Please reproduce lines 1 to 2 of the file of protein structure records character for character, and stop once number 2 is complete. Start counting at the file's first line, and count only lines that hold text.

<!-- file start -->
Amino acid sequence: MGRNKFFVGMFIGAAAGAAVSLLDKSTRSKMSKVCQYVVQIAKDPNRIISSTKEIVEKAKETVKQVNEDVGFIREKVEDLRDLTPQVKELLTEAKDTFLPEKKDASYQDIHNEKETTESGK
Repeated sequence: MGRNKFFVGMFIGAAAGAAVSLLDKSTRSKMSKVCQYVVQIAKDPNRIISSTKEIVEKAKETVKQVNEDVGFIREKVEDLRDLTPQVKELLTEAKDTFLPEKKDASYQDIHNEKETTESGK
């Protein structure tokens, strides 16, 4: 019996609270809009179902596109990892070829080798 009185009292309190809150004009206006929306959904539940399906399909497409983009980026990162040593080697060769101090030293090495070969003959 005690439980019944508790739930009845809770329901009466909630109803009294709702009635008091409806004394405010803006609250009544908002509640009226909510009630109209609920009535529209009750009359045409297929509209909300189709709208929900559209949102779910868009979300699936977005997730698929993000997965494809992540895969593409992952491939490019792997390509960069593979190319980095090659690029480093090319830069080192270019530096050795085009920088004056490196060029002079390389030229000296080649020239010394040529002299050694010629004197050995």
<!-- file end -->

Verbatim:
Amino acid sequence: MGRNKFFVGMFIGAAAGAAVSLLDKSTRSKMSKVCQYVVQIAKDPNRIISSTKEIVEKAKETVKQVNEDVGFIREKVEDLRDLTPQVKELLTEAKDTFLPEKKDASYQDIHNEKETTESGK
Repeated sequence: MGRNKFFVGMFIGAAAGAAVSLLDKSTRSKMSKVCQYVVQIAKDPNRIISSTKEIVEKAKETVKQVNEDVGFIREKVEDLRDLTPQVKELLTEAKDTFLPEKKDASYQDIHNEKETTESGK